This is the first album review I have written under the combined influence of COVID and a shedload of medication. It feels an appropriate coincidence as Parsnip’s ‘Behold’ sounds woozy and psychedelic, not always of or tied down by the real world. I hasten to add that impression had already been formed on a first listen before my life-altering stay in hospital.

A raft of influences flicker over the 13-song, 34-minute duration of the Melbourne band’s second album.  At various times it brings to mind The Kinks, the Nuggets compilations, Dolly Mixture, The Field Mice, DIY pop and punk, their fellow Australian Upset The Rhythm labelmates, Terry, and The Aislers Set. That is not to imply that Parsnip are a derivative band but that they greedily devour as many ideas as possible and form them into their own distinctive, delightfully chaotic sound.

The opening track ‘Monument’ starts with the looped sound of laughter. Rebecca Liston’s keyboard lines are reminiscent of Una Baines’ contributions to early Fall. Stella Rennex’s saxophone competes with and complements the sound. The sound has a child-like quality in the best possible sense: questing, unwilling to accept boundaries and psychedelic in its experimentation. It is engaging mayhem and is followed by the pop rush of ‘The Light’. Discussing the song, drummer Carolyn Hawkins, describes it as being about having the wool pulled from your eyes, the transformative power of anger, the Rumi quote “The wound is where the light enters you” as well as Leonard Cohen’s ‘Paper Thin Hotel’ which describes the experience of hearing an ex sleeping with someone else in the next room and being liberated by the realisation that he doesn’t care. There is also a little section that rips off Black Flag’s ‘Nervous Breakdown’. It is indicative of their approach that so much can be thrown into a song that reaches its destination in under two minutes.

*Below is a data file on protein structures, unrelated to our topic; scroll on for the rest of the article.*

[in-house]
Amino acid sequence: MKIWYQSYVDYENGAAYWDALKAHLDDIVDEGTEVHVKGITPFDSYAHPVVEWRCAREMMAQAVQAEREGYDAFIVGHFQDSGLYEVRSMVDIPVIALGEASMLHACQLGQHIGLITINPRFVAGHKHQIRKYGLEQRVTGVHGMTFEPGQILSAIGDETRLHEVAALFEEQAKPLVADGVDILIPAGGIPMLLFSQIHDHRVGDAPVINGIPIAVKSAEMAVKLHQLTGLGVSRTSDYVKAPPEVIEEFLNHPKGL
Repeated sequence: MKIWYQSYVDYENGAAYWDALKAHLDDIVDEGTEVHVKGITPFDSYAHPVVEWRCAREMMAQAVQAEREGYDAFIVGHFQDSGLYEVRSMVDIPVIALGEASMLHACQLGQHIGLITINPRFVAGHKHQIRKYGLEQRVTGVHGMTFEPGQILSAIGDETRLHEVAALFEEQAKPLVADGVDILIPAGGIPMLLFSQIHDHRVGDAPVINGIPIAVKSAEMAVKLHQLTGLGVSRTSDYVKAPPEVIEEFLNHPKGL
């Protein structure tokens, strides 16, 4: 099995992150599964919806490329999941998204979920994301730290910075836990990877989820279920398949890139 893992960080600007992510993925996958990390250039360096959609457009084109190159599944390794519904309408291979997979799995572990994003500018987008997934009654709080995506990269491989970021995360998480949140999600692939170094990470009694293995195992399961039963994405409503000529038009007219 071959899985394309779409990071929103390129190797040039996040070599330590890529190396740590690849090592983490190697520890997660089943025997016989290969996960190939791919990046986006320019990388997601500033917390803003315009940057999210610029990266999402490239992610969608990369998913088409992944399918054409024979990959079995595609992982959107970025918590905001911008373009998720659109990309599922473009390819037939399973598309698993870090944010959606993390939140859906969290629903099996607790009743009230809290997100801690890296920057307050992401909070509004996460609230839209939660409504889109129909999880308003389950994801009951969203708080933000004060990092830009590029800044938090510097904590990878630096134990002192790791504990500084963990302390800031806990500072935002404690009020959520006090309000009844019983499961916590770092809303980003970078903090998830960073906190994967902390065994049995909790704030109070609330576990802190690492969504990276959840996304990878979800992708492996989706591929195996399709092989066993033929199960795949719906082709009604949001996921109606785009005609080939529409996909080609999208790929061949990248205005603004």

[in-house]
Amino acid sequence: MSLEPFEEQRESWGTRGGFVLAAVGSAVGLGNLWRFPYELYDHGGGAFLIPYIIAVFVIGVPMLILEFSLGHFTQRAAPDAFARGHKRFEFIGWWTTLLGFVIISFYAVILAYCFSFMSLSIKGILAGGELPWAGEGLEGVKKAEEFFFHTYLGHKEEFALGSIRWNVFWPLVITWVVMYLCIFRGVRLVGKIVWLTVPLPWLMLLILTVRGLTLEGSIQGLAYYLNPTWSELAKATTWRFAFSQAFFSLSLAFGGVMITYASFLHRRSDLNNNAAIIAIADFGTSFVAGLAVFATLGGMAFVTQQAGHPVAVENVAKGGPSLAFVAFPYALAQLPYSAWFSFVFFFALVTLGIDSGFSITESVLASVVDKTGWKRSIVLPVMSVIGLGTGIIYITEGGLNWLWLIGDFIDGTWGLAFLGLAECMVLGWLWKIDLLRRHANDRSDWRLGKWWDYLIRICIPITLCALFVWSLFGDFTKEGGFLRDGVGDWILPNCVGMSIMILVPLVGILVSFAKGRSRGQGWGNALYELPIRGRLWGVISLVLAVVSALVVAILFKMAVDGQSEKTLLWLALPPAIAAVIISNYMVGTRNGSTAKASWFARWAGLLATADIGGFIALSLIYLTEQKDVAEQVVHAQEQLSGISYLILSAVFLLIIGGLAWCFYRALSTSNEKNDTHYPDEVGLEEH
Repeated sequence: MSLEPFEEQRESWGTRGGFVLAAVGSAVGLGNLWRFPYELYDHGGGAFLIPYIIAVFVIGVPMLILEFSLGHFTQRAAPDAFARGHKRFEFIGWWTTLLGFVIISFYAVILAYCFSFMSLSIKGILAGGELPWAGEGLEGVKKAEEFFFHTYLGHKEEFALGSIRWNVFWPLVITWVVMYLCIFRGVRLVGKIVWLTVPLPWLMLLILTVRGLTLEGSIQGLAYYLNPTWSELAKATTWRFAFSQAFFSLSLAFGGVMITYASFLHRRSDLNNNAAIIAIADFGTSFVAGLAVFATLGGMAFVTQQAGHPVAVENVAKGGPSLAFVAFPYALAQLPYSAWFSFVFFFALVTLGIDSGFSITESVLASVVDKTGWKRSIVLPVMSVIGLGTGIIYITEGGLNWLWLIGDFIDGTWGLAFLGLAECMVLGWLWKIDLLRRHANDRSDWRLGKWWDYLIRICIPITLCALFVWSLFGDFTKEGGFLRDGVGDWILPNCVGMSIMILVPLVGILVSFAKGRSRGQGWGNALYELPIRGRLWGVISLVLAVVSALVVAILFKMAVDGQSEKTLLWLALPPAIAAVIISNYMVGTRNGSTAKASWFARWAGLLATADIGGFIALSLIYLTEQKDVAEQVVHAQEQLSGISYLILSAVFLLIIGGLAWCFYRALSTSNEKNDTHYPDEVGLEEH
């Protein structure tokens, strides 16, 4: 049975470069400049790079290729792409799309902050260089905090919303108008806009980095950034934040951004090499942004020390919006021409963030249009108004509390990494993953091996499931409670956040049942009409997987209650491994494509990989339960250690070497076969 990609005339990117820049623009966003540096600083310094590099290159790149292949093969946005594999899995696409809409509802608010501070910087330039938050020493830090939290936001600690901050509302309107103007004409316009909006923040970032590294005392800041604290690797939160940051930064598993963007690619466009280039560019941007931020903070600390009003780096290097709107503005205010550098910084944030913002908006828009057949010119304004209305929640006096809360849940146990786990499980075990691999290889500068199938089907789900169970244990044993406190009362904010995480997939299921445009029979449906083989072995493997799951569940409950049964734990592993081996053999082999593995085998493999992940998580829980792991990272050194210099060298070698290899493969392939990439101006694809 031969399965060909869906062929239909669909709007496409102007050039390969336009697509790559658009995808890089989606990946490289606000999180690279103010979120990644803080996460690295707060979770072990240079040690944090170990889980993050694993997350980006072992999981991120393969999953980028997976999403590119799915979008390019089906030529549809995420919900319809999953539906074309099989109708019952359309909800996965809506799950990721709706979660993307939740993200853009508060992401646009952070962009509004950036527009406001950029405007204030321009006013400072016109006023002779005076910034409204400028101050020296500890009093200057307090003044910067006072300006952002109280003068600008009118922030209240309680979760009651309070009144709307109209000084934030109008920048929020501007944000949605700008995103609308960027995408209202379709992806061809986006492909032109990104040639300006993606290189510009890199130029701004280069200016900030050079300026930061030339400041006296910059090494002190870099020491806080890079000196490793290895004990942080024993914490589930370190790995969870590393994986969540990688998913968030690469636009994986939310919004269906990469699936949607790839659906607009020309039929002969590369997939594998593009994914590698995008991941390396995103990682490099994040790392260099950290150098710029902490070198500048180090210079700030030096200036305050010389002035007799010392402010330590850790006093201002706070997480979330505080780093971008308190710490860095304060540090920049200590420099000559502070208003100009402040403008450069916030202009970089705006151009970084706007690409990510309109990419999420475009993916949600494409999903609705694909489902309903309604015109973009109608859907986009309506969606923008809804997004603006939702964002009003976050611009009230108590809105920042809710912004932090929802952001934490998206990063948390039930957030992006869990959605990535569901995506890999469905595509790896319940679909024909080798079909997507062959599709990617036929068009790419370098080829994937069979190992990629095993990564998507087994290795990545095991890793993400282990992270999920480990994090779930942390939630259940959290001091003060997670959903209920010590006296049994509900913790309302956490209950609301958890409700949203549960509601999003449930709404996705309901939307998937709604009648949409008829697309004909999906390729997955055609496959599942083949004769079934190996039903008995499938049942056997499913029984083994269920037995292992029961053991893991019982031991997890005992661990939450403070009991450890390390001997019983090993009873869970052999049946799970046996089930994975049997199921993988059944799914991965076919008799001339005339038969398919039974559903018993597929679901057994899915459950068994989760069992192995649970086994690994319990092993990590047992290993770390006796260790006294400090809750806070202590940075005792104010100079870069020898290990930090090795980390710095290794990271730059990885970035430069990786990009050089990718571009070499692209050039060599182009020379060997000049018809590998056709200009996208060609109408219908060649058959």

‘Behold’ continues with numerous memorable highlights such as ‘Duality’, with its a blend of fragile post-punk and Nuggets-style 60s psychedelia and the slide guitar of ‘L.O.N.E’. ‘Placeholder’ could have easily found itself being released by Sarah Records in the late 1980s while ‘Pocket’ is an instrumental brimming with insistent but swirling organ, punctuated by sax.

The album’s best run of songs begins with ‘The Babble’ which has the air of a 60s summery classic rescued from the attic, its upbeat melody aided by buoyant whistling and some 12-string guitar. It is followed by ‘Turn To Love’ which stays in that era, led by mesmeric keyboard lines and great rough and ready harmonies. ‘Clear Blue Sky’ reverts to psychedelia, but of the clear-sighted, see how many melodic ideas we can explore in a short space of time variety rather than a male version that prioritises lengthy guitar solos.

Led by Paris Richens’ scampering bass, ‘Papier Mache’ recalls Lungleg and has them revealing “My head is gonna split in two, fix it with flour and glue” as a revelation of their DIY, Blue Peter ethos. The closing track, ‘Kutastha’, is the longest, heading towards the five-minute mark with wah-wah guitar and a harmonic drone fadeout which initially felt less appealing than the rest of the album but gradually reveals its charms upon repeated listens. First and foremost, ‘Behold’ is a lo-fi pop album, albeit one spliced with a crazed sense of adventure. This is one Parsnip that I will happily gorge upon.

Parsnip: Behold – Out 26th April 2024 (Upset The Rhythm)

– ‘Turn To Love’ [OFFICIAL VIDEO] (

I was editor of the long-running fanzine, Plane Truth, and have subsequently written for a number of publications. While the zine was known for championing the most angular independent sounds, performing in recent years with a community samba percussion band helped to broaden my tastes so that in 2021 I am far more likely to be celebrating an eclectic mix of sounds and enthusing about Made Kuti, Anthony Joseph, Little Simz and the Soul Jazz Cuban compilations as well as Pom Poko and Richard Dawson.